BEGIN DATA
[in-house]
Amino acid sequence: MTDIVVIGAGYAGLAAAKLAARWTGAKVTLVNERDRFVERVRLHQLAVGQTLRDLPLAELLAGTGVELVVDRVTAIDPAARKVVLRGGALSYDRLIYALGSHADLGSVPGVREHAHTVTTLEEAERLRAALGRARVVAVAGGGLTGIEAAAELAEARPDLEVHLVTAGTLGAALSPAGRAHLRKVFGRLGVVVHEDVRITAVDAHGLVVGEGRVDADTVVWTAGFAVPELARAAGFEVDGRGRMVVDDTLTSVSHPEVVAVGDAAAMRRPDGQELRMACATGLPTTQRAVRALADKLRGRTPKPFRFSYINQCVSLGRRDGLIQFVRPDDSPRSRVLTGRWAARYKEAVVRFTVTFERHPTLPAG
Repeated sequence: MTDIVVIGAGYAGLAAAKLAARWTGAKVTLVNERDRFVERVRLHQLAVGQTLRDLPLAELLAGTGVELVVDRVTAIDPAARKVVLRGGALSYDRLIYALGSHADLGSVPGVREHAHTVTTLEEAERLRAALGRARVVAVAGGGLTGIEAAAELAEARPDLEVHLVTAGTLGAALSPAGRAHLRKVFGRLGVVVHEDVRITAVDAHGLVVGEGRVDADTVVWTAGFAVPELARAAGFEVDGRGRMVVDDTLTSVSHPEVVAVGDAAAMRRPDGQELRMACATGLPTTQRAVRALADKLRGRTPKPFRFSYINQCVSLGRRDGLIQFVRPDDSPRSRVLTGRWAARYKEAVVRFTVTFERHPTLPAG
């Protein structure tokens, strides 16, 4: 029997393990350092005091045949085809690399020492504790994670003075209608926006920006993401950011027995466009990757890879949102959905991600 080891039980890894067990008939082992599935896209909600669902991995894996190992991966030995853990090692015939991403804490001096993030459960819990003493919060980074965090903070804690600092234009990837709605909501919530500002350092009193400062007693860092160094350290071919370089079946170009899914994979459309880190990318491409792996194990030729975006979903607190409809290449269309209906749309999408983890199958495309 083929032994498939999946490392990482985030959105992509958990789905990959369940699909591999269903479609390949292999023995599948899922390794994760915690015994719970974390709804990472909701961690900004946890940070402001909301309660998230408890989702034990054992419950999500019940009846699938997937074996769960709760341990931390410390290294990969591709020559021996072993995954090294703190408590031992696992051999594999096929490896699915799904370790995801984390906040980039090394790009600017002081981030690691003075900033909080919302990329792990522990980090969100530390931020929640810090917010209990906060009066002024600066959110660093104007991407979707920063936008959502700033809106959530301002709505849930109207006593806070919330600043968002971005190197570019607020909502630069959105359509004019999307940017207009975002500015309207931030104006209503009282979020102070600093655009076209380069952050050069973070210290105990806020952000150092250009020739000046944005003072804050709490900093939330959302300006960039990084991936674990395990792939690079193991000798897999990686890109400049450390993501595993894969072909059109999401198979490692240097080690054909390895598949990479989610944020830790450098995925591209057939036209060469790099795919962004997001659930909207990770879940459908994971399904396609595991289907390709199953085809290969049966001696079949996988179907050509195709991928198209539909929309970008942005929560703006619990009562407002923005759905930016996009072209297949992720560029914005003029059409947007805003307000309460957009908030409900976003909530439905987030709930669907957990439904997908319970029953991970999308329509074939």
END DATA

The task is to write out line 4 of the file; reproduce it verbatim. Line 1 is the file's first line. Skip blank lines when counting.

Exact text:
């Protein structure tokens, strides 16, 4: 029997393990350092005091045949085809690399020492504790994670003075209608926006920006993401950011027995466009990757890879949102959905991600 080891039980890894067990008939082992599935896209909600669902991995894996190992991966030995853990090692015939991403804490001096993030459960819990003493919060980074965090903070804690600092234009990837709605909501919530500002350092009193400062007693860092160094350290071919370089079946170009899914994979459309880190990318491409792996194990030729975006979903607190409809290449269309209906749309999408983890199958495309 083929032994498939999946490392990482985030959105992509958990789905990959369940699909591999269903479609390949292999023995599948899922390794994760915690015994719970974390709804990472909701961690900004946890940070402001909301309660998230408890989702034990054992419950999500019940009846699938997937074996769960709760341990931390410390290294990969591709020559021996072993995954090294703190408590031992696992051999594999096929490896699915799904370790995801984390906040980039090394790009600017002081981030690691003075900033909080919302990329792990522990980090969100530390931020929640810090917010209990906060009066002024600066959110660093104007991407979707920063936008959502700033809106959530301002709505849930109207006593806070919330600043968002971005190197570019607020909502630069959105359509004019999307940017207009975002500015309207931030104006209503009282979020102070600093655009076209380069952050050069973070210290105990806020952000150092250009020739000046944005003072804050709490900093939330959302300006960039990084991936674990395990792939690079193991000798897999990686890109400049450390993501595993894969072909059109999401198979490692240097080690054909390895598949990479989610944020830790450098995925591209057939036209060469790099795919962004997001659930909207990770879940459908994971399904396609595991289907390709199953085809290969049966001696079949996988179907050509195709991928198209539909929309970008942005929560703006619990009562407002923005759905930016996009072209297949992720560029914005003029059409947007805003307000309460957009908030409900976003909530439905987030709930669907957990439904997908319970029953991970999308329509074939």